Is there anybody out there with experience of organising and staging an art nude exhibition? I'm thinking particularly of exhibitions staged in high street outlets or dedicated spaces and galleries.
I'm investigating the possibilities of staging such an event toward the back end of 2013 and would be interested to hear of anybody's practical experiences; how easy you found it to find space, whether or not you set out to sell the prints, what marketing of the event if any you did? And of course, how it went.
Dec 13 12 07:45 am Link
Orlando, Florida, US
Talk to the guys at www.eroticsignature.com . . . they put on a big show in Miami, which becomes a traveling exhibit, and a hard bound book . . . best of luck . . . and, let me know when you want some submissions . . .
Dec 13 12 07:53 am Link
Ashford, England, United Kingdom
I have never organized any exhibitions, but...
One I took part in - the website of, I think, the gallery, which was hosted in the US (even though it was a UK gallery), demanded 2257 compliance stuff from everyone for the material that was shown on the website, and not everyone had it. Make sure you have no connection with the USA.
Another gallery put my stuff in the "gallery downstairs" - the basement - because it was feared that male nudes would incite the locals to revolt. It was deemed that female nudes wouldn't. You might not want to have your exhibition in a area where there are too many blue-rinse Tories.
I found that I didn't make much money from the shows, but I think the galleries did all right. I would suggest that you make sure the financial side of things is robust, though.
Dec 13 12 08:07 am Link
Columbus, Ohio, US
A showing of just your work, or a mix of other artisans?
Dec 13 12 08:14 am Link
Small Fruit Pits wrote:
I'm thinking of keeping it simple and under control by just exhibiting work I plan to shoot in 2013.
Dec 13 12 08:21 am Link
Cleveland, Ohio, US
not sure about organizing one but I'll be submitting a few images to the Detroit Dirty show. WWW.DIRTYSHOW.ORG you might want to contact the organizers and pick their brains. They are a friendly bunch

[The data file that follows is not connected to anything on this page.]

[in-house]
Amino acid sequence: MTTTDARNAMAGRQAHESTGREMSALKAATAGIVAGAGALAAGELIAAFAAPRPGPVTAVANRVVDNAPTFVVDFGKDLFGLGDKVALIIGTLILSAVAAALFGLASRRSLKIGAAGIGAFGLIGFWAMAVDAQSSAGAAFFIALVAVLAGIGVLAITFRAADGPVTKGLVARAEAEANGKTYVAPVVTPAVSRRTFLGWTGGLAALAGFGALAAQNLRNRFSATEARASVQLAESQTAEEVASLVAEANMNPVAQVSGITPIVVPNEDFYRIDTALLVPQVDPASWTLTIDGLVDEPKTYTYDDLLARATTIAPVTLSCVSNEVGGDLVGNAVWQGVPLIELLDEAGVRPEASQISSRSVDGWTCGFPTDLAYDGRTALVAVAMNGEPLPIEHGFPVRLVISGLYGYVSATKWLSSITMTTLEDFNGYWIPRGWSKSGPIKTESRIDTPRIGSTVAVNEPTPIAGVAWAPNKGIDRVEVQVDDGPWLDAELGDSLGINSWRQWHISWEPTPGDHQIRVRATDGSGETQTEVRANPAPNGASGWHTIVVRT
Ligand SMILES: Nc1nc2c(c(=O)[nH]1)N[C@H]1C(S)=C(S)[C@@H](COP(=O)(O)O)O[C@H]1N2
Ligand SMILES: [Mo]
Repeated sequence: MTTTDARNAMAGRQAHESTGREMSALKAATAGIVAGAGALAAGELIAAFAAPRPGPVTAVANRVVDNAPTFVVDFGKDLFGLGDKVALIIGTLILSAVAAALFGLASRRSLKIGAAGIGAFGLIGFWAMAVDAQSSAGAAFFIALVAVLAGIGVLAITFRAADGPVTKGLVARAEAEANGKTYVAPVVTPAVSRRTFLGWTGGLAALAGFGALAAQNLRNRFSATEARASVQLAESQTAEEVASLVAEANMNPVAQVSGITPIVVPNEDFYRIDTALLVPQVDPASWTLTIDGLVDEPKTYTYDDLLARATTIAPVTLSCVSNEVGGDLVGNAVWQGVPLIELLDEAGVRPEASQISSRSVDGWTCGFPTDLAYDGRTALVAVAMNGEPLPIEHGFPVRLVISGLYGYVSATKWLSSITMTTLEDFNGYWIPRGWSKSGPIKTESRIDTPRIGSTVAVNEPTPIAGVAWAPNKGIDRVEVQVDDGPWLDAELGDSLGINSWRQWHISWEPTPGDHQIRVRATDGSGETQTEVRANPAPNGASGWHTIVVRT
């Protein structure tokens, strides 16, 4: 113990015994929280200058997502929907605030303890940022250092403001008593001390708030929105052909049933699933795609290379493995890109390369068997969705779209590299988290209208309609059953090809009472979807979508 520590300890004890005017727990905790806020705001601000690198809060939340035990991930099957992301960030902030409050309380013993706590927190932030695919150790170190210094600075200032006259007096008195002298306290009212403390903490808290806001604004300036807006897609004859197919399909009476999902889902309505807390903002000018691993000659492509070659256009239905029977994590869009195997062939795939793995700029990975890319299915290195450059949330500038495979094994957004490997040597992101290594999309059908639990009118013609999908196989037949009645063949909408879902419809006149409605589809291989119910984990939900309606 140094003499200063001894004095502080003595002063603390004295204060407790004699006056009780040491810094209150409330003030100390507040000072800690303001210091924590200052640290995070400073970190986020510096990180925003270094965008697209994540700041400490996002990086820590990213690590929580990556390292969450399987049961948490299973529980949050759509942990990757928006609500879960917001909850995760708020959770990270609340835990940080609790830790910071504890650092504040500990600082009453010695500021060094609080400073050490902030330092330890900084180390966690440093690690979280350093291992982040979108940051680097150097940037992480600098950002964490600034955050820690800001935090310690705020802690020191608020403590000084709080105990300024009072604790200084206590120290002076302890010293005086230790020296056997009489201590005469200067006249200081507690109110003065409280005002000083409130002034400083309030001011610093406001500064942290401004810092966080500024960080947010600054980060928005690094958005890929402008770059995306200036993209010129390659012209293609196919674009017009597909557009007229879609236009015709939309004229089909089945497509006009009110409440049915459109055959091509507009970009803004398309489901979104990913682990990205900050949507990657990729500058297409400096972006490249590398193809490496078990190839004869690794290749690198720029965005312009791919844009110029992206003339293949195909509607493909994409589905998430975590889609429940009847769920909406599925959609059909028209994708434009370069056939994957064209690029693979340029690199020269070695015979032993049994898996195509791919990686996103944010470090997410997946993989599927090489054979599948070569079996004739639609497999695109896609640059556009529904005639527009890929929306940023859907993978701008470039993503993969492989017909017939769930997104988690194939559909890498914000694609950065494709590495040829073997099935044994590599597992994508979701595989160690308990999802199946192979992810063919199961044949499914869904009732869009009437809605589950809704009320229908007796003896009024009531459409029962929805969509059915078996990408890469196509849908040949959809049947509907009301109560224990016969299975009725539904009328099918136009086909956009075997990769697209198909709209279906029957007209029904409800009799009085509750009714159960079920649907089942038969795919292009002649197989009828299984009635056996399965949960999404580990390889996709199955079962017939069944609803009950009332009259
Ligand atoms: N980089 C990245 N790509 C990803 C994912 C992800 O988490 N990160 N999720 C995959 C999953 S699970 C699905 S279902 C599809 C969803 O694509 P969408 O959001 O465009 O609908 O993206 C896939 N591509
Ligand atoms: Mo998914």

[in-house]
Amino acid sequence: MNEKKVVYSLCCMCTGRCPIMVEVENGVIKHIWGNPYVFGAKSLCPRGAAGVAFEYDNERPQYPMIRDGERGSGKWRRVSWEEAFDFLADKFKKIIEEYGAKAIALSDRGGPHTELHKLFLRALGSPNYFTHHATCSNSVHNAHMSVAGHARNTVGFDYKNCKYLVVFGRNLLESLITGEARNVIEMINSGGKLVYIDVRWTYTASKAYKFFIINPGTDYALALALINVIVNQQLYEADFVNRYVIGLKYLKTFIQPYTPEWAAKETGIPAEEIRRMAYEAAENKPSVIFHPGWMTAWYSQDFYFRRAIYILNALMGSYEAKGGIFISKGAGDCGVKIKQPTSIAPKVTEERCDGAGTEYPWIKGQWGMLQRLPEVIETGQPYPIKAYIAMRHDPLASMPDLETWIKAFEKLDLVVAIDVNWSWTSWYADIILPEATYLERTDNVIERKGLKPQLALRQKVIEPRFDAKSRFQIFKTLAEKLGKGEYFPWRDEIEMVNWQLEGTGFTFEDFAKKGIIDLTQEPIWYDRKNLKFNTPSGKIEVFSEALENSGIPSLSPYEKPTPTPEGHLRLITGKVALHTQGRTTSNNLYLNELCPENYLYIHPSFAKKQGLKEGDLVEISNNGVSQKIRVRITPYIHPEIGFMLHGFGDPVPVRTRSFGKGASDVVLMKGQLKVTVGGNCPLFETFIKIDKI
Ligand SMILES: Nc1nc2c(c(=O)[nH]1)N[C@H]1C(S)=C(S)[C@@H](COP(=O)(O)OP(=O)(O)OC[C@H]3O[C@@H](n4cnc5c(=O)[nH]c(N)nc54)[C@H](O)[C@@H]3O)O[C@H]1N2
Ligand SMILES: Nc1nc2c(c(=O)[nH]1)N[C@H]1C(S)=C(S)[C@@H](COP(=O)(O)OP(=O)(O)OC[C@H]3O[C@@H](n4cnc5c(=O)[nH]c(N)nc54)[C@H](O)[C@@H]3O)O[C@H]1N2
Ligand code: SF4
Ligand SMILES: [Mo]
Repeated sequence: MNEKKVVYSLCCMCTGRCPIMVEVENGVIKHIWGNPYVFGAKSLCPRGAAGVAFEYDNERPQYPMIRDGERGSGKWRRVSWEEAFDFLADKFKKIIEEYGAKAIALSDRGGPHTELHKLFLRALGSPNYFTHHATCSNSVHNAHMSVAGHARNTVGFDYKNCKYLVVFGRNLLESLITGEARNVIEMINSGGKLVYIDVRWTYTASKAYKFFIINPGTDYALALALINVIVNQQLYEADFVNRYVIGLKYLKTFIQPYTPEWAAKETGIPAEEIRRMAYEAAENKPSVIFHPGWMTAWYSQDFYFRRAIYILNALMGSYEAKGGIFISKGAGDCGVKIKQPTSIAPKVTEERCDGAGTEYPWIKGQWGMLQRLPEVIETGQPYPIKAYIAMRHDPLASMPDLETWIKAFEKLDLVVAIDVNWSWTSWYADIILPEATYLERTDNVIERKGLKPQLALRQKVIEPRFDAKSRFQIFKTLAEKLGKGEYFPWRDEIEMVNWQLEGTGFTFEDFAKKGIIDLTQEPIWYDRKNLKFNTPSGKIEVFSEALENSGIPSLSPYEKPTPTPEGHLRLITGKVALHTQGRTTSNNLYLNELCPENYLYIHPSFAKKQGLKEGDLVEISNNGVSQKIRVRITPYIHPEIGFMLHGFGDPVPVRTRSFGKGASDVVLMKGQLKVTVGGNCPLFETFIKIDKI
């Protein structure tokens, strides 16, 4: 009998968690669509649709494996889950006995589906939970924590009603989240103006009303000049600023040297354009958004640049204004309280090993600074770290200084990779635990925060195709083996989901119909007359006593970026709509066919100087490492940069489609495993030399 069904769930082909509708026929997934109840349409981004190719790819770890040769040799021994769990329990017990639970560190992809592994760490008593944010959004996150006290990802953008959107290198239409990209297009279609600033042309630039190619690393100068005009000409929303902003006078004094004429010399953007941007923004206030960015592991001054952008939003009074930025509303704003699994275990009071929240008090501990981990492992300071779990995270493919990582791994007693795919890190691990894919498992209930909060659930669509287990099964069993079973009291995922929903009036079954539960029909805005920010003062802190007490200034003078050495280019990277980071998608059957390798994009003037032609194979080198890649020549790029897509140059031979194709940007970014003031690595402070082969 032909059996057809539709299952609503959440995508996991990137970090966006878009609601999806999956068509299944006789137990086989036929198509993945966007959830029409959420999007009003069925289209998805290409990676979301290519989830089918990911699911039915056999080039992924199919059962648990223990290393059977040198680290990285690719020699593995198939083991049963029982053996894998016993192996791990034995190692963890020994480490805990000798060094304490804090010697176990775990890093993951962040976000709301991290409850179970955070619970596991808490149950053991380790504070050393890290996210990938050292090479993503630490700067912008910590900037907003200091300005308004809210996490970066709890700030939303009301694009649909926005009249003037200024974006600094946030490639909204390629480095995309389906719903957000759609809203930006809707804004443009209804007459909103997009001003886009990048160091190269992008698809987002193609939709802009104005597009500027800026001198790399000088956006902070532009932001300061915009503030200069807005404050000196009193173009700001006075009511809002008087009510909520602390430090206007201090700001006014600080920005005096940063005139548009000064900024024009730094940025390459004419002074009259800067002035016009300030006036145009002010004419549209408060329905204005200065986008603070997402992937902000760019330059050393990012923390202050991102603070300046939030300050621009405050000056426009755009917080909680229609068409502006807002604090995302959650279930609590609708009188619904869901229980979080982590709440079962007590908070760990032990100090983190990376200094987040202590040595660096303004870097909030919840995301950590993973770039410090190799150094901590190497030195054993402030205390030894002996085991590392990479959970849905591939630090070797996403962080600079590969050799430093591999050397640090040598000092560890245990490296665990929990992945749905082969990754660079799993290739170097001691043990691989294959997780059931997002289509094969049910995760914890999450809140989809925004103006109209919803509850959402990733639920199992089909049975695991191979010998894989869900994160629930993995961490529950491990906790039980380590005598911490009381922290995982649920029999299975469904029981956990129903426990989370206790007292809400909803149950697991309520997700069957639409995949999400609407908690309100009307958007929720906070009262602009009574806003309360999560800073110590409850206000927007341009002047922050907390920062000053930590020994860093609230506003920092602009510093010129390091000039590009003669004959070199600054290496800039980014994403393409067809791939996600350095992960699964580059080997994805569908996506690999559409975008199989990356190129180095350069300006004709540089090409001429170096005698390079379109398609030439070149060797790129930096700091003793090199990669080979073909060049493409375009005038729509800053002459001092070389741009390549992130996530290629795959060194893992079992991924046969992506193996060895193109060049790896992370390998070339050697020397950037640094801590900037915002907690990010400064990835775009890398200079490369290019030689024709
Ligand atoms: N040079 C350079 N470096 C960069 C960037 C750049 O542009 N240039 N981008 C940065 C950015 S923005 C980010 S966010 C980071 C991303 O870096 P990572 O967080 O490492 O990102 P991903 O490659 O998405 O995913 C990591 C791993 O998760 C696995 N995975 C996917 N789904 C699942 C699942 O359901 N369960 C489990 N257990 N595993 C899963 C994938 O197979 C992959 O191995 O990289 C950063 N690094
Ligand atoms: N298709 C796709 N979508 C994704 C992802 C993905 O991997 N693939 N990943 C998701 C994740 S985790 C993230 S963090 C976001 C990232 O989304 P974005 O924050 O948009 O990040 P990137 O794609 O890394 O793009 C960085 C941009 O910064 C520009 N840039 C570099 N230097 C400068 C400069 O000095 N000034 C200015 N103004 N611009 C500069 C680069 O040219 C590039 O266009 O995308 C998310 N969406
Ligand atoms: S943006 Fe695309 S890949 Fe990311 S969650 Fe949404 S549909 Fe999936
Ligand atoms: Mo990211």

Dec 13 12 08:34 am Link
Bristol, England, United Kingdom
Bristol is cheap as chips for studios and has a lot of rentable gallery space, so I've been looking into something similar. Doesn't seem to be any standard rules or guidelines about 18+ content in public galleries and that has been only my only concern so far, finding a gallery suitable for the content.
Dec 13 12 08:37 am Link
Saco, Maine, US
Drew Smith Photography wrote:
I do not know about photography shows, but I do know a thing or two about art shows, and I would think that they are similar in many aspects.
Dec 13 12 08:40 am Link
Arlington, Virginia, US
I have not had a gallery show in years but used to show regularly in a cooperative gallery just outside Washington DC. It would be only my work, a mixture of figure work and photos of various other "stuff." I found it went pretty well. I would usually sell more than half my photos.
Remember, if you are selling framed prints, then you are expecting people to hang them on their walls; I found that more abstract figure images sold better. A straightforward shot of a naked woman might be nice to look at it but will not find a place on the wall of most homes. Also, I did all my own silver printing or antique printing so that made each object a unique, artist-touched thing. You may think that the image is all that is important but people like to have something that seems special and had some physical contact with the artist. Since almost all photography is now digital and "printing" involves sending computer files to a robot, it is hard to suggest that hands-on connection. But at least be careful to mount things neatly. (But don't sign the mat! Please.) I have no idea what people are looking for in quality of prints these days but what I see in galleries is often appallingly bad so maybe you can get away with that.